Banks Peninsula Travel Guide
East of Christchurch
, Banks Peninsula boasts two stunning harbours, Akaroa
and Lyttelton, and countless small bays and inlets. Inland, the deep valleys rise to steep hills, perfect for capturing the majestic views. Maori, sealers, whalers and French settlers have bequeathed the Banks Peninsula a fascinating legacy. Visitors to Banks Peninsula can soak up the historic atmosphere, swim with dolphins, visit a cheese factory or even try their hand at petanque.
This scenic peninsula was named by Captain James Cook after British naturalist Sir Joseph Banks, who accompanied Cook on his first South Pacific voyage. The bush-covered hills of this headland and its deep inlets are home to a wealth of bird and marine life, including the Banks Peninsula Marine Mammal Sanctuary. Lyttelton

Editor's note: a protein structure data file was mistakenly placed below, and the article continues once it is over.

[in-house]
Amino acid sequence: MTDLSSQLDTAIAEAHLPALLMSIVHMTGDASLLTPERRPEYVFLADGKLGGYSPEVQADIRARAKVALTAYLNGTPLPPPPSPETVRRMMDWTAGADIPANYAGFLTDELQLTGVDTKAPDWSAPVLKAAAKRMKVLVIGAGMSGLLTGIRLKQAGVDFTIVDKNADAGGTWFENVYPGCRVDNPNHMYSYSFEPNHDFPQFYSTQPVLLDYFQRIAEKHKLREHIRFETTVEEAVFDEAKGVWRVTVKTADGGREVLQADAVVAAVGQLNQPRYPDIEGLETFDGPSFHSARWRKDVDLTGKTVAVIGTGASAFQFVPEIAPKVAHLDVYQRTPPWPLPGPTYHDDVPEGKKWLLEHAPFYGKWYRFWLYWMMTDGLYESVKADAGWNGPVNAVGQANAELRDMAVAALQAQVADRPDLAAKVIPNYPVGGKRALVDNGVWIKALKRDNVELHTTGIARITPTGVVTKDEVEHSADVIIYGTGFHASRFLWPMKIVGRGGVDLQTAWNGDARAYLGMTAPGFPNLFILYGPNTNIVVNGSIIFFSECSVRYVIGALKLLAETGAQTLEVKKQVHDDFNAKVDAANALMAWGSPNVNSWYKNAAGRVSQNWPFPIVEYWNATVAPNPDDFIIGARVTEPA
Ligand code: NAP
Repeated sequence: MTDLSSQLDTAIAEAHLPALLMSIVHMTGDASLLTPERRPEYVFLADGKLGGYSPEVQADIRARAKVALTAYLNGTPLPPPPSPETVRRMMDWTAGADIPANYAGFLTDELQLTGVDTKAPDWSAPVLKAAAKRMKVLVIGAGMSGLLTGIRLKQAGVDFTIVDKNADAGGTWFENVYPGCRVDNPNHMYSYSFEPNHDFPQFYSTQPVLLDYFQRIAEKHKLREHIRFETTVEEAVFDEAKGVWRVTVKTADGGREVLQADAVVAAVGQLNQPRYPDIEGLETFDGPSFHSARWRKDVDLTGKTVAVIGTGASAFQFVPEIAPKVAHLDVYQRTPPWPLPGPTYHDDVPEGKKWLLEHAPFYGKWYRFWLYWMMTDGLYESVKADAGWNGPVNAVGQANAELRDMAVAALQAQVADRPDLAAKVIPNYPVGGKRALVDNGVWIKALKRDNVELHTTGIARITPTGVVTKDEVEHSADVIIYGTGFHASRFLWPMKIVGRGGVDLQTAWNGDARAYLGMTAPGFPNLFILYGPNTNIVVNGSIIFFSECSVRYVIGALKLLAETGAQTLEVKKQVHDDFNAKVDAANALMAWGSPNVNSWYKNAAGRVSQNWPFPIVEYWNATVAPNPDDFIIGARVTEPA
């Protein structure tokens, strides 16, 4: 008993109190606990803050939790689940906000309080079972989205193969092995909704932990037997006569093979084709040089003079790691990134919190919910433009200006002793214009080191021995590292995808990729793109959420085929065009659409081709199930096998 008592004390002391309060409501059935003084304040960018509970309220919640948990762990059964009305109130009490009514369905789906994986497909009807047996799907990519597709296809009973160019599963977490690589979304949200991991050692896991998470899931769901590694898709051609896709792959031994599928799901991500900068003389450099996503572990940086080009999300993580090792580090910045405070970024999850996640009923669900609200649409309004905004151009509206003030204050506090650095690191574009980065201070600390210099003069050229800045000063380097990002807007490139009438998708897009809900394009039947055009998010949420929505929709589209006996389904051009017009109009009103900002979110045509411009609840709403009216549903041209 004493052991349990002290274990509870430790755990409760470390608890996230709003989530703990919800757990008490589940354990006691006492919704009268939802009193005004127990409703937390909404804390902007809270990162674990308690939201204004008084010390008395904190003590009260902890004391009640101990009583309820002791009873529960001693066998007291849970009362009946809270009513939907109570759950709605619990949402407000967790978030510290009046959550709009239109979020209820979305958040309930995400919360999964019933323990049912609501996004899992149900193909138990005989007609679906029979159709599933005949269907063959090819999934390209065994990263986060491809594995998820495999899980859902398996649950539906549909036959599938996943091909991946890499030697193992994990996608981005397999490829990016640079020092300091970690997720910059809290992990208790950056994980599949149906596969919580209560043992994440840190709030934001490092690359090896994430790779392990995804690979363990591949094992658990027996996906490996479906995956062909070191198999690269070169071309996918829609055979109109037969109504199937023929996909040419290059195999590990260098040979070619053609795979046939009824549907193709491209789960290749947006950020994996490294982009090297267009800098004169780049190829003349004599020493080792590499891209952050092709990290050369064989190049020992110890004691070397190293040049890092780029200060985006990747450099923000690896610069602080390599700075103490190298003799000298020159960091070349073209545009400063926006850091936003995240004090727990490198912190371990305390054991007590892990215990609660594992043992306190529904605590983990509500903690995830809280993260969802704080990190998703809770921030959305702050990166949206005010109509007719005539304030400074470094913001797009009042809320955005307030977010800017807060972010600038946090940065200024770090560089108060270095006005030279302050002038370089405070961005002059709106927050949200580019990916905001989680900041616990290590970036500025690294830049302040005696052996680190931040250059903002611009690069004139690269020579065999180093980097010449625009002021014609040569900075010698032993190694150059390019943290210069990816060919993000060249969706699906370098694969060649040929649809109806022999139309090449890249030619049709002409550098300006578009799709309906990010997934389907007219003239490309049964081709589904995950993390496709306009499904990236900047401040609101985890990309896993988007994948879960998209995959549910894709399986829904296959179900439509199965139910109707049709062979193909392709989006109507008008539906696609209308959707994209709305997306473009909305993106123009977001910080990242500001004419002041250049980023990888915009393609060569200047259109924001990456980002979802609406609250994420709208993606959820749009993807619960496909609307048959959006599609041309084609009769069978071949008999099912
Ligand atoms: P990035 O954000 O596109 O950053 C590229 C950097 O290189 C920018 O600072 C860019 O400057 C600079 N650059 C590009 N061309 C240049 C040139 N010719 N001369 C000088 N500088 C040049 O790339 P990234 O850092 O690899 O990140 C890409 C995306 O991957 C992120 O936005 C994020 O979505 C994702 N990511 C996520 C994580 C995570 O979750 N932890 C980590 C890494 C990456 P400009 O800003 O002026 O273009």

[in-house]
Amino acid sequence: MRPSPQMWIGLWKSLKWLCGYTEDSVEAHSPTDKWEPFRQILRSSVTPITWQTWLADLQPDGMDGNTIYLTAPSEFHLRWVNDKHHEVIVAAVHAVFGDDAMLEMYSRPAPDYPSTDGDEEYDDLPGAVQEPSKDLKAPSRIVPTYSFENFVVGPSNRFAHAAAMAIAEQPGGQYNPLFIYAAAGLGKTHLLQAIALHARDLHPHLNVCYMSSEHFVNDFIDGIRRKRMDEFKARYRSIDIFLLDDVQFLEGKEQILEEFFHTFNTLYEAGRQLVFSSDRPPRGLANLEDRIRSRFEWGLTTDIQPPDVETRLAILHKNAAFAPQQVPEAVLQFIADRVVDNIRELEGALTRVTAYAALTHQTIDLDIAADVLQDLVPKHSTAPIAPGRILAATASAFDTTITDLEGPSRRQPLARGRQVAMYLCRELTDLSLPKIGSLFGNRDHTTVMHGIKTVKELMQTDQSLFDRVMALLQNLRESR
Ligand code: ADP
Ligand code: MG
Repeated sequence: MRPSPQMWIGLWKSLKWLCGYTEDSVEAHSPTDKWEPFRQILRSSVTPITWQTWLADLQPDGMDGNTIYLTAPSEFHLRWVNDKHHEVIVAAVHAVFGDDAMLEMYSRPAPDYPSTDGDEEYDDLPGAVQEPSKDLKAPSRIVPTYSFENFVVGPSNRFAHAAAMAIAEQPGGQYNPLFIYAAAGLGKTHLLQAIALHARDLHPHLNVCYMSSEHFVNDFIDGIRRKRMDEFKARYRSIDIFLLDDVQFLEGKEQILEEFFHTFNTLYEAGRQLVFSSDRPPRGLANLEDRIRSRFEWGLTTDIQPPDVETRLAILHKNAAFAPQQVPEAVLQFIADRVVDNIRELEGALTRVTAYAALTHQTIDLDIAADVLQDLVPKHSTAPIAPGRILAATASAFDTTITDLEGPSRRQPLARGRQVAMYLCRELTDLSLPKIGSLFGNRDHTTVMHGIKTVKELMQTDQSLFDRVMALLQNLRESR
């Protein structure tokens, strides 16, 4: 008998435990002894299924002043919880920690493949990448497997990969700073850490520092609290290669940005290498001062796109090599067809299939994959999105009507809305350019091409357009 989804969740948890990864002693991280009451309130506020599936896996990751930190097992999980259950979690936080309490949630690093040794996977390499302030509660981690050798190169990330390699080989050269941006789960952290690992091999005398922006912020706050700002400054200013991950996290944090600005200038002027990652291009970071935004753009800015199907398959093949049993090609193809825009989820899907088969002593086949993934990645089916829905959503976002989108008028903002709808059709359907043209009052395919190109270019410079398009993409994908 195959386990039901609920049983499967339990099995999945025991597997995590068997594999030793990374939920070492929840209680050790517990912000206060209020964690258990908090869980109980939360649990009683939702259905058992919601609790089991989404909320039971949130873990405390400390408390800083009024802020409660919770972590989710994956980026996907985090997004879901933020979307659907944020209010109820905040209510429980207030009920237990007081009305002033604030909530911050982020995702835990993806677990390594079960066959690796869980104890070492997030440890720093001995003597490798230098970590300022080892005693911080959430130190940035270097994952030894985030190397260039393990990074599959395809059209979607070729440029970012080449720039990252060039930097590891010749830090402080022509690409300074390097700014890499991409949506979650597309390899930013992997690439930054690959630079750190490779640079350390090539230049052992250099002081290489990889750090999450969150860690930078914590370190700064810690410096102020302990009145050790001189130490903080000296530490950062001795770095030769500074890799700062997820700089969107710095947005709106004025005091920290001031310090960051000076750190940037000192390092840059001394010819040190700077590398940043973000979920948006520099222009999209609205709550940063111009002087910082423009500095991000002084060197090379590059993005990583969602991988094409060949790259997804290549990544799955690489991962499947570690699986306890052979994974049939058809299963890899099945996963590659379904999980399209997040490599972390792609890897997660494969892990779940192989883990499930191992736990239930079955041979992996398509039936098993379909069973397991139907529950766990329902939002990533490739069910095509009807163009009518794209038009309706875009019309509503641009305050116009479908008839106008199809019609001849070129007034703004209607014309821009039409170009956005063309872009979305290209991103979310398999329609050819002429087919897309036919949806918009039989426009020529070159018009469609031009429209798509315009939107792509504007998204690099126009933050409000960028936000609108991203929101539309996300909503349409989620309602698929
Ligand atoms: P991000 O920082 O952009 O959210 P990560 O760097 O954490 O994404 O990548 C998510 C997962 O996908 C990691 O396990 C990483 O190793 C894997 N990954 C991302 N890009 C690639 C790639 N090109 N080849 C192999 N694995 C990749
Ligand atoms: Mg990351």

is the main port of the Canterbury
region, its steep streets lined with historic buildings. Dine out at one of the cafés or head to the Saturday morning farmer’s market to sample the local produce. The small town of Little River makes a good stop en route to Akaroa, with its crafts and historic railway station, while the quaint village of Akaroa is famous as New Zealand’s only French settlement. Enjoy the colonial charm of its French-style cafés and heritage buildings, or travel to nearby Duvauchelle
for a game of golf on the town’s scenic course.